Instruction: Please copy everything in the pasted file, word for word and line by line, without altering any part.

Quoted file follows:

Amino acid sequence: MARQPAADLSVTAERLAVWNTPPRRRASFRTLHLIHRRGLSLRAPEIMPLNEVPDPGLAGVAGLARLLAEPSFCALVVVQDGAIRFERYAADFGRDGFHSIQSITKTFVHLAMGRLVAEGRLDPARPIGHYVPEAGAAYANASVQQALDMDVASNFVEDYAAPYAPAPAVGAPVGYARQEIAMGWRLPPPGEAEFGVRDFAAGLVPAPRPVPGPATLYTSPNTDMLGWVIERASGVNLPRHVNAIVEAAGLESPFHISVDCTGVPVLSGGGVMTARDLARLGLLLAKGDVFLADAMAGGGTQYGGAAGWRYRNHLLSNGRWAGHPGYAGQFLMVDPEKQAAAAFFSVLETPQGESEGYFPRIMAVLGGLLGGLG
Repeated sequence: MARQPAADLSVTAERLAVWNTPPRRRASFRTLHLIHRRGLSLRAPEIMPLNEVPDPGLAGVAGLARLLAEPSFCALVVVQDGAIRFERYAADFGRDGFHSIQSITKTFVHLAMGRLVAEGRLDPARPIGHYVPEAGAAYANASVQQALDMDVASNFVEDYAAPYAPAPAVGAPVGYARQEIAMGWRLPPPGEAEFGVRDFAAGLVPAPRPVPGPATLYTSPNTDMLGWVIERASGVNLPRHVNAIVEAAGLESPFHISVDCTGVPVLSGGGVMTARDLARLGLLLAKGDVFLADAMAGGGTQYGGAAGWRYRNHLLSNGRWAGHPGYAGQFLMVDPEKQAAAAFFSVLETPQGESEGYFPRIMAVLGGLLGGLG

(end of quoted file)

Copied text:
Amino acid sequence: MARQPAADLSVTAERLAVWNTPPRRRASFRTLHLIHRRGLSLRAPEIMPLNEVPDPGLAGVAGLARLLAEPSFCALVVVQDGAIRFERYAADFGRDGFHSIQSITKTFVHLAMGRLVAEGRLDPARPIGHYVPEAGAAYANASVQQALDMDVASNFVEDYAAPYAPAPAVGAPVGYARQEIAMGWRLPPPGEAEFGVRDFAAGLVPAPRPVPGPATLYTSPNTDMLGWVIERASGVNLPRHVNAIVEAAGLESPFHISVDCTGVPVLSGGGVMTARDLARLGLLLAKGDVFLADAMAGGGTQYGGAAGWRYRNHLLSNGRWAGHPGYAGQFLMVDPEKQAAAAFFSVLETPQGESEGYFPRIMAVLGGLLGGLG
Repeated sequence: MARQPAADLSVTAERLAVWNTPPRRRASFRTLHLIHRRGLSLRAPEIMPLNEVPDPGLAGVAGLARLLAEPSFCALVVVQDGAIRFERYAADFGRDGFHSIQSITKTFVHLAMGRLVAEGRLDPARPIGHYVPEAGAAYANASVQQALDMDVASNFVEDYAAPYAPAPAVGAPVGYARQEIAMGWRLPPPGEAEFGVRDFAAGLVPAPRPVPGPATLYTSPNTDMLGWVIERASGVNLPRHVNAIVEAAGLESPFHISVDCTGVPVLSGGGVMTARDLARLGLLLAKGDVFLADAMAGGGTQYGGAAGWRYRNHLLSNGRWAGHPGYAGQFLMVDPEKQAAAAFFSVLETPQGESEGYFPRIMAVLGGLLGGLG